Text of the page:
Film review: Suicide Squad’s cast of characters fail to impress

Margot Robbie and Jared Leto are part of the all-star group of villains that battles a witch and saves the planet in Suicide Squad. Photo: Warner Bros. Margot Robbie and Jared Leto are part of the all-star group of villains that battles a witch and saves the planet in Suicide Squad. Photo: Warner Bros.

David Ayer’s Suicide Squad is DC’s first attempt at unshackling its Extended Universe from Zack Snyder’s hollow style and unrelenting gloom, with an eye to demonstrating that building a franchise around the Justice League is a worthwhile endeavor on its own and it’s not just piggybacking on Marvel’s formula for The Avengers. On both counts, Suicide Squad succeeds halfway; the action often clicks because Ayer, unlike Snyder, is a master of spatial relations in gunfights, using freneticism to heighten tension and excitement in the audience. For the DCEU franchise at large, the commitment and chemistry of Suicide Squad’s cast shows that the inhabitants of this universe can be engaging individuals with dramatic arcs capable of more than the seesawing rage and melancholy that defined Batman v Superman.

Unfortunately, the movie doesn’t make a lick of narrative sense. It veers uncomfortably between barely holding itself together and settling into well-trod tropes—and apart from its superior camerawork and occasional wisecrack does little to improve on the franchise’s inauspicious initial entries.

The story goes that after Superman’s death at the end of BvS, the government realizes how lucky it was that this particular metahuman was on its side, but has no guarantee the next one will be so friendly. Enter Amanda Waller (Viola Davis), the creator of a program designed to harness the ability of imprisoned villains by implanting explosive devices in their necks that blow their heads off if they fail to cooperate. Included in this unseemly bunch are Deadshot (Will Smith), Harley Quinn (Margot Robbie), Boomerang (Jai Courtney), El Diablo (Jay Hernandez) and Killer Croc (Adewale Akinnuoye-Agbaje). They’re led by Rick Flag (Joel Kinnaman), who is cajoled into this insane task by Waller’s possession of the heart of his girlfriend, archaeologist June Moore (Cara Delevingne), who sometimes turns into an ancient, magical entity known as Enchantress, and who wastes no time starting the end of the world. This compels Waller to deploy the brand new, untested, unreliable crew to confront this literal witch. The Joker (Jared Leto) shows up sometimes, as does Batman (Ben Affleck), who conspicuously fails to appear for fights where he’d actually be useful in saving the world.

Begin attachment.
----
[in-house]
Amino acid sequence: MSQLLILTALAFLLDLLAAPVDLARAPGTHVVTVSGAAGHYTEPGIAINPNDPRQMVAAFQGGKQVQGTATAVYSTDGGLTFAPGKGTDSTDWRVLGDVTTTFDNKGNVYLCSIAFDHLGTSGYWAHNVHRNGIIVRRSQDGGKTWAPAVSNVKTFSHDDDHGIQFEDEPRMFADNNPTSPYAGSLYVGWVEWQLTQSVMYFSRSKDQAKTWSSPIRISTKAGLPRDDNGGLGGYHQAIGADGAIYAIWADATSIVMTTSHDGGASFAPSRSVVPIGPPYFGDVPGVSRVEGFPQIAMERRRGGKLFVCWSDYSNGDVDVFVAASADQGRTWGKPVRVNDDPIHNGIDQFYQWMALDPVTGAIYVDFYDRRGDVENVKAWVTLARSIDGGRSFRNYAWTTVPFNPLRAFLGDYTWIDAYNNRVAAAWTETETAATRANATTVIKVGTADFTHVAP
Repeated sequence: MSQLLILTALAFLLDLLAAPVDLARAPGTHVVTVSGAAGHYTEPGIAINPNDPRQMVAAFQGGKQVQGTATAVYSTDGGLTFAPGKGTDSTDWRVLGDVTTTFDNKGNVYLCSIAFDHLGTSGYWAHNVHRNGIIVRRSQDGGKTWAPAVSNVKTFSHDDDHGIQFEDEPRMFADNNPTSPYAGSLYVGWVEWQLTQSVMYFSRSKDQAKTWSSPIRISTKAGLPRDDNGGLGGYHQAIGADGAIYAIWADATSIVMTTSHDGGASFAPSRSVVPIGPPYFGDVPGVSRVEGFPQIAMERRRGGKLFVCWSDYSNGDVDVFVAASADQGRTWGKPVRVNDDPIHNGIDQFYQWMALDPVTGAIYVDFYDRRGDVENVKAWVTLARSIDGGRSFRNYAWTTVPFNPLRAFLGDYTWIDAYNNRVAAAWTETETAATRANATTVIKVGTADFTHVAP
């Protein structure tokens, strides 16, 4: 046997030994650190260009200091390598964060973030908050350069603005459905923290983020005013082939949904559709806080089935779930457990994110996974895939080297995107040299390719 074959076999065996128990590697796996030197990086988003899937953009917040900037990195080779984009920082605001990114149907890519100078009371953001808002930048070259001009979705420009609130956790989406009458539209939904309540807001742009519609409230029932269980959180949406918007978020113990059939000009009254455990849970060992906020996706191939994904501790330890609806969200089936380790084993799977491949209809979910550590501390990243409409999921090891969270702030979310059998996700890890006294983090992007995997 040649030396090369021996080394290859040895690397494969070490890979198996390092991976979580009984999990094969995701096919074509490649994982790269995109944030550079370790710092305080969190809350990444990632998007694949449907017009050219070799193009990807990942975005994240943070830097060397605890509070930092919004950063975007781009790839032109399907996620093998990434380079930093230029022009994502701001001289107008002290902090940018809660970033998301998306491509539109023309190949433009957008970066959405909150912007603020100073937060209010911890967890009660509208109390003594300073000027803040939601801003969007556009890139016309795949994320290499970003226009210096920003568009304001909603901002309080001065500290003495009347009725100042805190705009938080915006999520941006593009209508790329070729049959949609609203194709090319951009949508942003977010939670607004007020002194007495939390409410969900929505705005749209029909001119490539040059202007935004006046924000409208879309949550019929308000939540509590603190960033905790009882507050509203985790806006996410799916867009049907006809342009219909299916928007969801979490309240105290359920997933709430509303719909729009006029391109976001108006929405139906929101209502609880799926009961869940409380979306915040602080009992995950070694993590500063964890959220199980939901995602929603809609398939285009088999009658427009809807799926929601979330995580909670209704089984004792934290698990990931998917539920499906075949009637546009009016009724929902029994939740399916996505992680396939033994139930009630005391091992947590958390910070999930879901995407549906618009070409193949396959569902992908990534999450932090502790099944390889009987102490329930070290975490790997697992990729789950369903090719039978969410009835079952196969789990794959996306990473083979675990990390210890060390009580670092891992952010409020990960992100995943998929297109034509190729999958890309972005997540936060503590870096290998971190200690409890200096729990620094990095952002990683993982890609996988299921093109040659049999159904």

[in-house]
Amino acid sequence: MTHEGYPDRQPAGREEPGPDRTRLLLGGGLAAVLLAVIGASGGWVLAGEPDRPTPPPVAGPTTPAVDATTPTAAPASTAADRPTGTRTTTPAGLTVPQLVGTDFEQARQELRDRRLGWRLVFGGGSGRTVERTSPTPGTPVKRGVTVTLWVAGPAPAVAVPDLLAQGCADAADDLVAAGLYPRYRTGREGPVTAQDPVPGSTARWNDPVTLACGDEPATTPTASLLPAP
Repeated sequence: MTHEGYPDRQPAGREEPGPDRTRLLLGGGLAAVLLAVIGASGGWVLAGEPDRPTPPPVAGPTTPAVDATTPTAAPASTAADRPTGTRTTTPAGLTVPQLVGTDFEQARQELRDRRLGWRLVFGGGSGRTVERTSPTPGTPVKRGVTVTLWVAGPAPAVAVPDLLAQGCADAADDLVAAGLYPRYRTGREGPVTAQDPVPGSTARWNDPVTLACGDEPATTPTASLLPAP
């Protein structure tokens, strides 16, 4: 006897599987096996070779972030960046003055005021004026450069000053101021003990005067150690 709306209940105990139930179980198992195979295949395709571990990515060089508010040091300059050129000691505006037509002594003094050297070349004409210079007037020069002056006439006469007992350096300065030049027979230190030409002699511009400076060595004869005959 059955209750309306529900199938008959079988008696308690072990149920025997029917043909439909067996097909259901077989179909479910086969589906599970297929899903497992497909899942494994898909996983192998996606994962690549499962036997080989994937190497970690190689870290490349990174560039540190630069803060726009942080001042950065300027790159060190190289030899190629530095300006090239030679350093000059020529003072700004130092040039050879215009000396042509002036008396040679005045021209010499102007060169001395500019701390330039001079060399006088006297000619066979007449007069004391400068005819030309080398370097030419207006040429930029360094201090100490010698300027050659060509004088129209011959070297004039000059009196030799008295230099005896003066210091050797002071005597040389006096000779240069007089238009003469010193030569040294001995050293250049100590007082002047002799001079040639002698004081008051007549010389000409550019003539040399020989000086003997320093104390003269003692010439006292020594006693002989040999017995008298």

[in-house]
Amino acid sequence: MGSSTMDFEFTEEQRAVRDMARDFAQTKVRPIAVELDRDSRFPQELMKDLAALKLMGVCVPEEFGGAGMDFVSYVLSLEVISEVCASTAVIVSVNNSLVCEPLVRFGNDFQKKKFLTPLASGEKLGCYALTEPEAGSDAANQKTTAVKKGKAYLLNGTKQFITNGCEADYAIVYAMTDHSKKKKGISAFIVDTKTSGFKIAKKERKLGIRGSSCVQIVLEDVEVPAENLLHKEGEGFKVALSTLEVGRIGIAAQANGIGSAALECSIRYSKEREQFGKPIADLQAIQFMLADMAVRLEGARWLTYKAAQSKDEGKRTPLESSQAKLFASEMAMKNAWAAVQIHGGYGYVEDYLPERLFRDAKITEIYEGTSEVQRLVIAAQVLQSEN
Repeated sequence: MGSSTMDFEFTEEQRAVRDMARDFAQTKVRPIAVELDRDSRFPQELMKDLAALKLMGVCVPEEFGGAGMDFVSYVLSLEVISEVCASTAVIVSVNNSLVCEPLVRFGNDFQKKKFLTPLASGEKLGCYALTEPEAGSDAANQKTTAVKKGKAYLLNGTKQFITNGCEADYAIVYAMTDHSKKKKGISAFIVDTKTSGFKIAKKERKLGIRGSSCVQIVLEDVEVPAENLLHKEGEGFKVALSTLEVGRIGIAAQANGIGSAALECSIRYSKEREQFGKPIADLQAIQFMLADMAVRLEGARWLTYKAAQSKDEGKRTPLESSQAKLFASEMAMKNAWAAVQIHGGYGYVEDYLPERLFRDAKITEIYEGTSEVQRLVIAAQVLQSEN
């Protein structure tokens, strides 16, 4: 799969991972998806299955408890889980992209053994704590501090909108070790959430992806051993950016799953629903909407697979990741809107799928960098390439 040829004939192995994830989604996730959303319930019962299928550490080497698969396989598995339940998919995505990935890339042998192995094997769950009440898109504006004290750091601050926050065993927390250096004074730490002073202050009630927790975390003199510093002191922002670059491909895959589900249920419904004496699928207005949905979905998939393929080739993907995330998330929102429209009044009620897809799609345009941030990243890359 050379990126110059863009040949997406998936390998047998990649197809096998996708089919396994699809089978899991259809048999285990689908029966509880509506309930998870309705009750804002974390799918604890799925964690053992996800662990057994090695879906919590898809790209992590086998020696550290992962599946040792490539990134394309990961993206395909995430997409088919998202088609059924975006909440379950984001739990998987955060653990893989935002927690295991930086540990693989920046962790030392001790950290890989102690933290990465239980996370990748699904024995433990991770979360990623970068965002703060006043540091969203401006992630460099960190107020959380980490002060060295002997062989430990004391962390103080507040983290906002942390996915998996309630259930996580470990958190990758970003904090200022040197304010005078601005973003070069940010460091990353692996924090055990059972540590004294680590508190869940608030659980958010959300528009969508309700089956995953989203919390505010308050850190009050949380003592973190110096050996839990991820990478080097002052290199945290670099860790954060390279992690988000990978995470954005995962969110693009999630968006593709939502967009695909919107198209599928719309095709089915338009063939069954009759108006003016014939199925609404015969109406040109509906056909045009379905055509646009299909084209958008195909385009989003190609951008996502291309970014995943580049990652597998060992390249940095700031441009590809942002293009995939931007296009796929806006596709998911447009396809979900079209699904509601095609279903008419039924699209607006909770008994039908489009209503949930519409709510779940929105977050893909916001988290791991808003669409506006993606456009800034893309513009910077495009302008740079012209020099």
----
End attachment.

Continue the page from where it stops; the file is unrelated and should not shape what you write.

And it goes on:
Yes, that’s the plot. Exhausting to read, perplexing to witness. First on the list of massive gaps in logic is the fact that most of the squad are not actual metahumans, just psychos; though talented fighters and certifiably insane, there’s no advantage over supernatural soldiers. You have to expect some contrivance to bring fan favorites together, but for anyone who didn’t let themselves get whipped into a frenzy for this movie in advance, it all just seems like a rapid succession of introductions followed by a big fight.

When Ayer does take a moment to develop the characters, Suicide Squad switches from aggressively stupid to outright insulting, from Harley’s backstory of being abused into her current mental state to El Diablo being little more than the most horrendous stereotype of a Latino gangbanger. “But it happened in the comic!” is not now nor has it ever been a worthwhile argument for film adaptations even if it were not used to mask such ugliness. Robbie and Hernandez are so talented and committed to the roles that these backstories, even if they’re rooted in the source material, are one-dimensional and they do the characters and audience a disservice.

On top of all that, Suicide Squad fails on its own terms while also doing nothing to positively differentiate itself from the Marvel Cinematic Universe. We’ve already seen Guardians of the Galaxy, a charming movie that took a risk by asking what it would be like if the Avengers were all charming criminals and lovable dirtbags. Suicide Squad asks the same question of its own universe but the DCEU hasn’t even gotten to the Justice League yet, so the introspection is premature and confusing. All the forced grittiness, phoned-in comedy and cloying fanservice in the world can’t give Suicide Squad the thing it needs most: a reason to exist.

Suicide Squad PG-13, 121 minutes

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